The plastic-bag charge: what you need to know

It's causing 'chaos' (haha) on social media but the new 5p charge for plastic bag does take a little while to work out...

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There’s now more of an incentive to remember your ‘bag for life’ when you go shopping, as otherwise you’ll be charged 5p for each plastic bag you use.

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Well, most of the time, anyway – it’s all actually a bit confusing.

The new charge has been introduced reduce plastic-bag use: 7.6 billion plastic bags were given out by major supermarkets in England last year – and that was 200 million more than in 2013. (England is actually last country in the UK to start charging for bags; Wales and Scotland have been doing it for ages.)

Plastic bags are not biodegradable and can remain in landfill for hundreds of years. Campaigners say they’re also damaging to wildlife and spoil the countryside. 

But the new charge in England doesn’t apply to all plastic bags in shops – so it’s not immediately easy to get your head around when you’ll be charged and when you won’t.

So, here’s the MadeForMums guide to not getting unexpected small-change demands in the bagging area… 

1. Supermarkets will charge you

From 5 October, you will be charged 5p for every new plastic bag you use at large stores in England. The charge only applies to shops big enough to have 250 or more full-time employees – so mainly just supermarkets. The easiest way to avoid the charge is to take some bags with you from home.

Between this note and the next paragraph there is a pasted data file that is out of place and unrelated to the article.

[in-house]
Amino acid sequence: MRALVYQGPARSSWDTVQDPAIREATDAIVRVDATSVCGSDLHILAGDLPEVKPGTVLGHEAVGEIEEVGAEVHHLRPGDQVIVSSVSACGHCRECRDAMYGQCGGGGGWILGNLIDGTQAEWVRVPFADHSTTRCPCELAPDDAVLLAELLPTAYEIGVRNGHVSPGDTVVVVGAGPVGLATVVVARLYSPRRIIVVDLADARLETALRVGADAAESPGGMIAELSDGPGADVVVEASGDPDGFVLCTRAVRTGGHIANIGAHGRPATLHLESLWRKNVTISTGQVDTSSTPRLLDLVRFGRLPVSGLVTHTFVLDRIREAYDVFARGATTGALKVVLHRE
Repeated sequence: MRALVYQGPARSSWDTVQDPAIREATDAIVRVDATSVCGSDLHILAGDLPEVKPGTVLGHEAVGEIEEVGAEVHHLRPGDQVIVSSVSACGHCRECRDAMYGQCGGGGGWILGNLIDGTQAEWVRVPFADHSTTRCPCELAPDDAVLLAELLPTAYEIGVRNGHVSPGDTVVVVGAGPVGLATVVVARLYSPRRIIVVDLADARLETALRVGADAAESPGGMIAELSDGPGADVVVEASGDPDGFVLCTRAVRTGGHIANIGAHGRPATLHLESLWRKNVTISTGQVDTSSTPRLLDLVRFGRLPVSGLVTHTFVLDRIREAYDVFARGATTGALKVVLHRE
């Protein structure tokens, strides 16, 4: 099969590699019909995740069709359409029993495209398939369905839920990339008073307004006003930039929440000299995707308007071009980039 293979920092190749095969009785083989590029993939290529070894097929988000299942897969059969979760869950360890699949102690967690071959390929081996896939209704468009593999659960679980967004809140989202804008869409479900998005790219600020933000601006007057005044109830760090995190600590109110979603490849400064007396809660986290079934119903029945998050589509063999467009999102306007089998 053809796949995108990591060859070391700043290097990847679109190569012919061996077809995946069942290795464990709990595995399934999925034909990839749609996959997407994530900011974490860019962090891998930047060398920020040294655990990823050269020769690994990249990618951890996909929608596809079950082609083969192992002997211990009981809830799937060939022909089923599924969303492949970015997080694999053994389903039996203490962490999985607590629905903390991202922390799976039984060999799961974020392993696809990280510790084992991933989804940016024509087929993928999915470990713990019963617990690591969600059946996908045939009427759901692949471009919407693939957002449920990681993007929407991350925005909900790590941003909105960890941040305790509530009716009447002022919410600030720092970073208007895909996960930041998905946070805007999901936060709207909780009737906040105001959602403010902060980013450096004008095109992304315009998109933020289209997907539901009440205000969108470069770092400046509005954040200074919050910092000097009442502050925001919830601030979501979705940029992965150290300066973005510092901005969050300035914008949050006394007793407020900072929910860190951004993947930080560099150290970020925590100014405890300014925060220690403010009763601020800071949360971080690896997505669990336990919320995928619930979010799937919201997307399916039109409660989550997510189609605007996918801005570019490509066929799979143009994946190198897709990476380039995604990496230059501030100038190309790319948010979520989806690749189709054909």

2. Local shops don’t have to charge you – but they still might

The compulsory charge only applies to bigger stores, so it’s up to the owner of your local corner shop whether she or he decides to hand out bags for free – or not.

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3. You don’t have to pay for a bag if you’re buying meat, medicine or goldfish…

There is an official list of goods that don’t incur the plastic-bag charge (mainly because it would be unhygienic or dangerous not to put them in a bag). The lists includes:

  • Uncooked meat, poultry or fish
  • Prescription medicine
  • Goods contaminated by soil like potatoes or plants
  • Unwrapped loose seeds, flowers, bulbs etc.
  • Unwrapped ready-to-eat food, such as chips from the chippy
  • Live aquatic creatures in water
  • Unwrapped blades, including knives and razor blades

4. Home deliveries: you pay a flat free or get a ‘bagless’ delivery

Most supermarkets offering home delivery are now giving you the choice between a ‘bagless’ delivery (we assume they don’t just dump it all on the hall carpet and run…) or paying a standard flat fee for plastic bags.

5. Don’t panic!

Finally, we have to admit we think the panic over the plastic-bag charge in some newspapers is a bit daft, and we knew we could rely on Twitter to bring a much-needed a sense of humour to the occasion…

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